Peter Barton Wilson was born on August 23, 1933, in Lake Forest, Illinois, a suburb north of Chicago. His parents were James Boone Wilson and Margaret (Callaghan) Wilson. His father sold college fraternity jewelry to work his way through University of Illinois, and later became a successful advertising executive. The Wilson family settled in St. Louis, Missouri when Pete was in elementary school. He then attended the private, non-sectarian preparatory middle school John Burroughs (grades 7–9) in Ladue, and then St. Louis Country Day School, an exclusive private high school, where he won an award in his senior year for combined scholarship, athletics, and citizenship. In the fall of 1951, Pete Wilson enrolled at Yale University in New Haven, Connecticut, where he received a United States Navy Reserve Officers' Training Corps (ROTC) scholarship, majored in English, and earned his Bachelor of Arts degree. In his junior year he elected to join the Marine Corps upon his graduation.
After graduating from Yale, Wilson served for three years in the United States Marine Corps as an infantry officer, eventually becoming a platoon leader. Upon completion of his Marine Corps service, Wilson earned a Juris Doctor degree from the University of California, Berkeley School of Law.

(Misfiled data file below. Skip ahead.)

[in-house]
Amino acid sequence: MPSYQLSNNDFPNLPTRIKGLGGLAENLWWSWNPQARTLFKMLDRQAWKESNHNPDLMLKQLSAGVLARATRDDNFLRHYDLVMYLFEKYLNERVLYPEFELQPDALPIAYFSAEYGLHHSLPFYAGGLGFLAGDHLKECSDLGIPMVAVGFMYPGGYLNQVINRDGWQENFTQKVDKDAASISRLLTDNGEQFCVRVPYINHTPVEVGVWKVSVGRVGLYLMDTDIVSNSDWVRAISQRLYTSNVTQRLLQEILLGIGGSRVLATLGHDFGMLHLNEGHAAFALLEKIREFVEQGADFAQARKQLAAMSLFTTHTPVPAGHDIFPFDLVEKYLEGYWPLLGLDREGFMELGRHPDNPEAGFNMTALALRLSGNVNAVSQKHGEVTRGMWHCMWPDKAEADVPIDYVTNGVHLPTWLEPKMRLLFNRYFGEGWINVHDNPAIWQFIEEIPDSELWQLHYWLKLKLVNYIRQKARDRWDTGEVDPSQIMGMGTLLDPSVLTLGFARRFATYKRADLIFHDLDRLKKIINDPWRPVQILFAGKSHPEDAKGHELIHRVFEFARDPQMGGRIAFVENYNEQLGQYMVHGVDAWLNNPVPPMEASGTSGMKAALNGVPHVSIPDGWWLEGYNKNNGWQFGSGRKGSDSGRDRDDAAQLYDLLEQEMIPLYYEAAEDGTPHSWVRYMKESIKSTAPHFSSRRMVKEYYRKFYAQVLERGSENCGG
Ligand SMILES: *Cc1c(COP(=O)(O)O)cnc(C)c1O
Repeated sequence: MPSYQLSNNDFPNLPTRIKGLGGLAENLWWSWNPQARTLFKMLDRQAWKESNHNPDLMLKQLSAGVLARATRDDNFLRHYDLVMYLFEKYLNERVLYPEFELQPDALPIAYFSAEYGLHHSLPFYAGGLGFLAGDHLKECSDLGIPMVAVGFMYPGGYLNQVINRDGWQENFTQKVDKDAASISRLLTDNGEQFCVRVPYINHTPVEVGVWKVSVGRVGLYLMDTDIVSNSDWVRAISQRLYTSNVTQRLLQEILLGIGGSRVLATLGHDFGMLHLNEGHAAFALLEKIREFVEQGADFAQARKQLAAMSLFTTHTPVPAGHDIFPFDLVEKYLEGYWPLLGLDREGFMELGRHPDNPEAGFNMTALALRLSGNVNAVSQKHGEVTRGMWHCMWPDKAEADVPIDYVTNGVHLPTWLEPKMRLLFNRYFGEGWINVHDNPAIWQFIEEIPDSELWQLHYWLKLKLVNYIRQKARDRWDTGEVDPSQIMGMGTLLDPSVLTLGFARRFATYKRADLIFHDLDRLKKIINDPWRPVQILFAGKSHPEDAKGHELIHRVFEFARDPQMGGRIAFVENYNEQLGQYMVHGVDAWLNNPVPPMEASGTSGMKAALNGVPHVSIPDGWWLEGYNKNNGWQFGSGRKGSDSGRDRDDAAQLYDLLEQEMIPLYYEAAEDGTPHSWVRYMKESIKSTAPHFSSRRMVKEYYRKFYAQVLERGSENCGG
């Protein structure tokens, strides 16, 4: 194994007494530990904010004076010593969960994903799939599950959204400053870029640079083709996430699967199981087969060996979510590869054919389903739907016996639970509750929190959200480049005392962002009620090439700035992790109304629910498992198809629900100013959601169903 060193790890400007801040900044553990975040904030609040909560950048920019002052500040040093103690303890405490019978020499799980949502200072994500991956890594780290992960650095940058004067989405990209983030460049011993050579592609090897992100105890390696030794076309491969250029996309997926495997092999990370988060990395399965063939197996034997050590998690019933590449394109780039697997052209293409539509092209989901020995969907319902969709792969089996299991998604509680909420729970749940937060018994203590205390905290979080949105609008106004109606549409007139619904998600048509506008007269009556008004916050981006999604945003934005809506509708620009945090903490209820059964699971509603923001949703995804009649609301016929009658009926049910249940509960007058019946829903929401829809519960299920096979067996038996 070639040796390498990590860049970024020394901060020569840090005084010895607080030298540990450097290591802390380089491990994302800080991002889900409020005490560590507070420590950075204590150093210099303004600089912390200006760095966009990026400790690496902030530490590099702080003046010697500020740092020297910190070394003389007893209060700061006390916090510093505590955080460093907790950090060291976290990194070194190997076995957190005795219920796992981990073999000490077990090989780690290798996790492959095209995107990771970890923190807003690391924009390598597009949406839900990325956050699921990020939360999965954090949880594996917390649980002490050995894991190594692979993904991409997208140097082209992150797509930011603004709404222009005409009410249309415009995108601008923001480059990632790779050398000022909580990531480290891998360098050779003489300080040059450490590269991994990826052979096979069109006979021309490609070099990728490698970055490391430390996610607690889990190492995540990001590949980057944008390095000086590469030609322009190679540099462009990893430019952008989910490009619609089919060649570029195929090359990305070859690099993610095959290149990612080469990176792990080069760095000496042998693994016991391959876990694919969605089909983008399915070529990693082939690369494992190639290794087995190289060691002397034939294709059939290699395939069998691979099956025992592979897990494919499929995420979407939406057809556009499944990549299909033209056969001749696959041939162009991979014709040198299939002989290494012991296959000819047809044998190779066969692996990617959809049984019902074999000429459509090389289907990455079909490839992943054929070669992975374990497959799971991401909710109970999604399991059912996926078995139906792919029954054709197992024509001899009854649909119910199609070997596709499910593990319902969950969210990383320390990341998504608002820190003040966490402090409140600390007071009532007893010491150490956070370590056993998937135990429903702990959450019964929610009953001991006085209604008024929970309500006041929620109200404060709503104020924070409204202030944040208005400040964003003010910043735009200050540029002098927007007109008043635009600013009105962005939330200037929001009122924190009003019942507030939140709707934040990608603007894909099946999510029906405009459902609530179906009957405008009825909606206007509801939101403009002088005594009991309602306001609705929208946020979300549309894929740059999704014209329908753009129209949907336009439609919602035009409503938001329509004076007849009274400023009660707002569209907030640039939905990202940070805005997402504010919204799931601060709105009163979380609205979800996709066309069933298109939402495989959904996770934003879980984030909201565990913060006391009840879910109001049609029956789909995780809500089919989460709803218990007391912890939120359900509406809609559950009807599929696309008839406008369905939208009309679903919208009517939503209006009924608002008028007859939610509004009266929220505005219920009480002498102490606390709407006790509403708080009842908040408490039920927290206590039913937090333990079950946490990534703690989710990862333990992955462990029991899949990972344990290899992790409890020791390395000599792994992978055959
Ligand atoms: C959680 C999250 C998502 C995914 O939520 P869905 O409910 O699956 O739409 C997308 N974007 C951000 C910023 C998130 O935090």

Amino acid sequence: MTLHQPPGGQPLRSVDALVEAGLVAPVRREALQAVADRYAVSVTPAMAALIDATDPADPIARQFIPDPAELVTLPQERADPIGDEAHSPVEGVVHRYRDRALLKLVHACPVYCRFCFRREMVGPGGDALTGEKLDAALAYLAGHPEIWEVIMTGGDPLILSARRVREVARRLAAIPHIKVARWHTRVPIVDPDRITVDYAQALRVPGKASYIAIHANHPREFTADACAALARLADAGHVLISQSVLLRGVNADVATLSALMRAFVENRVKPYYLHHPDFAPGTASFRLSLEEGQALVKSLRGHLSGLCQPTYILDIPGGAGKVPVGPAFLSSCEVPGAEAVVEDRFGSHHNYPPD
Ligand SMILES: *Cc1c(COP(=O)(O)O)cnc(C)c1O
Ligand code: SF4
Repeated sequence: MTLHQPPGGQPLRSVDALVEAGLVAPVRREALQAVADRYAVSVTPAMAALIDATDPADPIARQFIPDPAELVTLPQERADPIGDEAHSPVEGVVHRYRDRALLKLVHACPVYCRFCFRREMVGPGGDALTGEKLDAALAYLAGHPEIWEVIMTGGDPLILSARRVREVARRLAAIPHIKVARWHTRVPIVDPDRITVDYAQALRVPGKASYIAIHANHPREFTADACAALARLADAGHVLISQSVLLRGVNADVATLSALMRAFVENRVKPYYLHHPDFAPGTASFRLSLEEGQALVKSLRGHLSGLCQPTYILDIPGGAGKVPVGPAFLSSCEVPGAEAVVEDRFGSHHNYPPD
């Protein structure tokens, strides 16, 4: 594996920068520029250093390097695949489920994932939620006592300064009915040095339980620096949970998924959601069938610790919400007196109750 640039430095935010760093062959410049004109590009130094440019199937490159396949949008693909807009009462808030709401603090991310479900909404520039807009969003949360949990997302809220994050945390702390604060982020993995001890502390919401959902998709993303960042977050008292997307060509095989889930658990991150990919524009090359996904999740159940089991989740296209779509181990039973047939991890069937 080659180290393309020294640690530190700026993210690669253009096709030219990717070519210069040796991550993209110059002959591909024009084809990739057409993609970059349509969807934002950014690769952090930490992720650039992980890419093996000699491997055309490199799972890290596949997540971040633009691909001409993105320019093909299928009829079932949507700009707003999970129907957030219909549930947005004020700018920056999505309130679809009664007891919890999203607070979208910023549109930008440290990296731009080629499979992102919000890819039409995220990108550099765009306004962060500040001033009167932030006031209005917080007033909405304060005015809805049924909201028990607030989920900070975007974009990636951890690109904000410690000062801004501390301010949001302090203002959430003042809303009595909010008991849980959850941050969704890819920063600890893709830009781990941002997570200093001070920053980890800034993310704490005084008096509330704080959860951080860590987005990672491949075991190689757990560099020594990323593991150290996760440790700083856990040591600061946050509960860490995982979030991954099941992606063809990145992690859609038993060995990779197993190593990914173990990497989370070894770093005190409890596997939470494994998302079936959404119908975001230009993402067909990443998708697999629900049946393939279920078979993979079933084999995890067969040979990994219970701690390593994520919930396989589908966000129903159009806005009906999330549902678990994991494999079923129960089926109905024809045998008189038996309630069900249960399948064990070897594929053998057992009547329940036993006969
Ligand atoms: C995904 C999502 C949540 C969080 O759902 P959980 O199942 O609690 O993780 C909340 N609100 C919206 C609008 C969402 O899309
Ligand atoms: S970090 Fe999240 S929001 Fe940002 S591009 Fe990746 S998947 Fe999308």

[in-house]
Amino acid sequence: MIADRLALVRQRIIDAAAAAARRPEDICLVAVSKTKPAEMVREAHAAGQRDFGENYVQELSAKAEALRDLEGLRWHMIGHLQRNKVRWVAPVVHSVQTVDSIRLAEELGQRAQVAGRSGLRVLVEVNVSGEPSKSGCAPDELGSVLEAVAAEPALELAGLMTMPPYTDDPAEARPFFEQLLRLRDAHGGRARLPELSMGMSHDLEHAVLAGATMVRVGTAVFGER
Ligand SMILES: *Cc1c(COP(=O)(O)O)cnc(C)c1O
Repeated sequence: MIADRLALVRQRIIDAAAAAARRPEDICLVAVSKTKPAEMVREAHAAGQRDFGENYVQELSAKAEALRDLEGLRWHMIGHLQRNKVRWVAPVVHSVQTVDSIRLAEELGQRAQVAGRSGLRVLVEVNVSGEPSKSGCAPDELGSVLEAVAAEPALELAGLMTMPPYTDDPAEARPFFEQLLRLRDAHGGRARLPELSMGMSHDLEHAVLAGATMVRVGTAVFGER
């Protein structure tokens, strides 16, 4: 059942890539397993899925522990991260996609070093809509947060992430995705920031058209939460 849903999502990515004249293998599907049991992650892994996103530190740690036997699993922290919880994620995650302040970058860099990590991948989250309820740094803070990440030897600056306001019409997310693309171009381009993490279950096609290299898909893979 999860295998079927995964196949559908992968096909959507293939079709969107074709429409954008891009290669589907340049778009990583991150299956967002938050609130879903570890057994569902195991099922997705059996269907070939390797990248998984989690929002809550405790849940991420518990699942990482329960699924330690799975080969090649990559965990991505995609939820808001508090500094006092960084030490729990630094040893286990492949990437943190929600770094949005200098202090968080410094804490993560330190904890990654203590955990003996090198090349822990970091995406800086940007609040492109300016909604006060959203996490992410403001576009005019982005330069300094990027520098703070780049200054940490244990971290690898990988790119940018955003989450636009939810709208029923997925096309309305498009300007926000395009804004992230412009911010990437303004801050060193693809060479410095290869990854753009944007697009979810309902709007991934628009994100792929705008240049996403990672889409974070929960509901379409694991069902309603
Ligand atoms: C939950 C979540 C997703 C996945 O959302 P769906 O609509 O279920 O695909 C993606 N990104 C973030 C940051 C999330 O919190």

In 1962, while working as an Advance Man for the Republican gubernatorial candidate Richard M. Nixon, Wilson got to know Herb Klein, one of Nixon's top aides. Klein suggested that Wilson might do well in Southern California politics, so in 1963, Wilson moved to San Diego.
After passing the bar exam, Wilson began his practice as a criminal defense attorney in San Diego, but he found such work to be low-paying and personally repugnant. He later commented to the Los Angeles Times, "I realized I couldn't be a criminal defense lawyer – because most of the people who do come to you are guilty." Wilson switched to a more conventional law practice and continued his activity in local politics, working for Barry Goldwater's unsuccessful presidential campaign in 1964. Wilson's liking for politics and managing the day-to-day details of the political process was growing. He put in long hours for the Goldwater campaign, earning the friendship of local Republican boosters so necessary for a political career, and in 1966, at the age of thirty-three, he ran for, and won a seat in the California State Assembly, succeeding Clair Burgener.
Wilson was re-elected to the Assembly in 1968 and 1970, and in 1971 was elected mayor of San Diego.